a) Remove the grease cap using a suitable screw driver. Remove the split pin, nut and washer and then slide the hub assembly from the stub axle, Clean the grease from the axle and inspect all surfaces for wear or damage. If the stub axle seal face is damaged, installation of a "speedy sleeve" over liquid steel will usually be sufficient to keep the seal faces in good condition. If the wear is minor then installation of a 2 piece labyrinth seal will alleviate leakage as the seal faces spin within themselves without the need for a sealing surface on the axle. Any automotive spare parts place will help with parts.
b) Remove the small outer bearing and inspect for wear which will be apparent as small scuffs of the roller faces. A good indication that the bearing requires replacement is if you can feel any of the scratches with your fingernail or you can see patches of discolouration from heat or rust. Then remove the large bearing the seal will have to be removed with a small punch and as such will require replacement. Repeat the process for the large bearing.
c) The inner races (cup) of the bearing should also be inspected and if the outer cones or inner replacement as a set is both the cheapest option. The inner races can be punched out with a small punch from the opposite side of the hub via the small slots provided in the hub.
d) When reassembling carefully tap the cones in until they are bottom out and fill the hub with lithium based marine grease. The best way to pre lubricate bearing cones is with the use of a bearing packer available at any cheap auto outlet. The use of this item is far easier and quicker than hand packing the bearings.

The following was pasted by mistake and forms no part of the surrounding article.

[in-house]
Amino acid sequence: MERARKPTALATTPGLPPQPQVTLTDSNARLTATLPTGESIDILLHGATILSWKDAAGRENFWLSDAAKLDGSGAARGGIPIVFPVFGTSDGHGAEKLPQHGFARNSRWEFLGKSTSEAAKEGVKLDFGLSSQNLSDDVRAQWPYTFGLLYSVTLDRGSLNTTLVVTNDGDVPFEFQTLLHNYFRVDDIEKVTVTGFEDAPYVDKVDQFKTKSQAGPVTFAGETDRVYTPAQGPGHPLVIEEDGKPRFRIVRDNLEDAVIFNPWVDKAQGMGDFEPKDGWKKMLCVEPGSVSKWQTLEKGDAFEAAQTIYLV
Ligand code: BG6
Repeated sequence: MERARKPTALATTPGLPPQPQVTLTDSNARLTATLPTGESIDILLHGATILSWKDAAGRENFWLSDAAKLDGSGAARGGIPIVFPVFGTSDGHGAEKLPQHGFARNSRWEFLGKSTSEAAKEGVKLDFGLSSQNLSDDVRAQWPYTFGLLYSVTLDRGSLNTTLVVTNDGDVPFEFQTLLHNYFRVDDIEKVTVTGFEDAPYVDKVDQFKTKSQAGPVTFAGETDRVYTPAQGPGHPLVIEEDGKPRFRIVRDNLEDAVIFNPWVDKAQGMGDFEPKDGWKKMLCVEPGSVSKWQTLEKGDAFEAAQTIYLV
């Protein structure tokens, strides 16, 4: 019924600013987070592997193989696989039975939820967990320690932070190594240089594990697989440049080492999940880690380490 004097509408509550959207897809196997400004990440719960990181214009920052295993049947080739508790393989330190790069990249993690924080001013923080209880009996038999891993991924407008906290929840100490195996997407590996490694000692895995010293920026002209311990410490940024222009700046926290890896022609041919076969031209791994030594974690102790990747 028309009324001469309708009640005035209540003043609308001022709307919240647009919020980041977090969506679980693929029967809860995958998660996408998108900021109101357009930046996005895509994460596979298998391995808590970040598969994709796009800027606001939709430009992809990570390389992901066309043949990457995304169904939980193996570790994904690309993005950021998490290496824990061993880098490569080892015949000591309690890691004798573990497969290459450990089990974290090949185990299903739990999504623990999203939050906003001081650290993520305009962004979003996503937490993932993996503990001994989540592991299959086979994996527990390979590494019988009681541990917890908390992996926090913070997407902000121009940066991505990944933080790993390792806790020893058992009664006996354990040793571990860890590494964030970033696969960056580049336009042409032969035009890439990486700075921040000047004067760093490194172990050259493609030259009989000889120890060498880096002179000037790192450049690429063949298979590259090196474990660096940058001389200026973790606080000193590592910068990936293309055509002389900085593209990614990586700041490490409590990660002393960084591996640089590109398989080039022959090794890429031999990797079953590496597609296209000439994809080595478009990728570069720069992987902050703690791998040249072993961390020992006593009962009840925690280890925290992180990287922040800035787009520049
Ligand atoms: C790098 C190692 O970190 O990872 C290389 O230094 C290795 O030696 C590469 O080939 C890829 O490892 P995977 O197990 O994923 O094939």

e) Place the larger inner bearing into the cup in the hub and carefully tap in a new seal or labyrinth ring in using a punch or flat piece of wood or similar. Then turn the assembly over and slide it back onto the stub axle. Whilst holding the hub on slide in the small cone, washer and screw on the castellated nut.
f) Spin the hub top ensure the seal face is seated correctly then tighten the nut about a full turn past the point of initial contact. This will seat all the items correctly. Then simply undo the nut to the point of initial contact and tighten gradually (about ¼ turn) until the bearings have some resistance which can be felt when turning the hub by hand.
g) Fill the grease cap with grease and tap it back on with a hammer and punch or piece of water pipe etc contacting only the outer edges of the cap. Where "Bearing Buddies" are installed, pump up the buddies until the spring becomes loaded. Then turn the hub to ensure that grease is purged into the bearing cavities to dispel any air.
Springs - Check U-bolts and springs for signs of rust/corrosion. Clean with a wire brush and coat with grease or inhibitor (Fish oil, grease etc). To check the spring bushes use a pry bar the check for excessive movement against the bolts at the springs eye points. Any more than a millimetre movement will require the replacement of the bush. This can be done by jacking the axle and removing the bolt. The axle can then be let down and the bush punched out and replaced.
Coupling - Grease all lube points and movable shafts with a grease gun so that grease purges from either side of the shaft when pumped into the grease nipples. Smear grease into the ball hole to prevent rust.
??Electrics - Turn the battery off at the isolator, or remove the positive lead to the battery. Virtually all aluminium boats will have current "leakage" and this can cause electrolysis.
Check all boat and trailer lights function correctly. Repair or replace wiring/damaged globes or lights. Modern day L.E.D. trailer lights are excellent and are completely sealed. This allows them to operate normally even when mounted into a position which is immersed in water.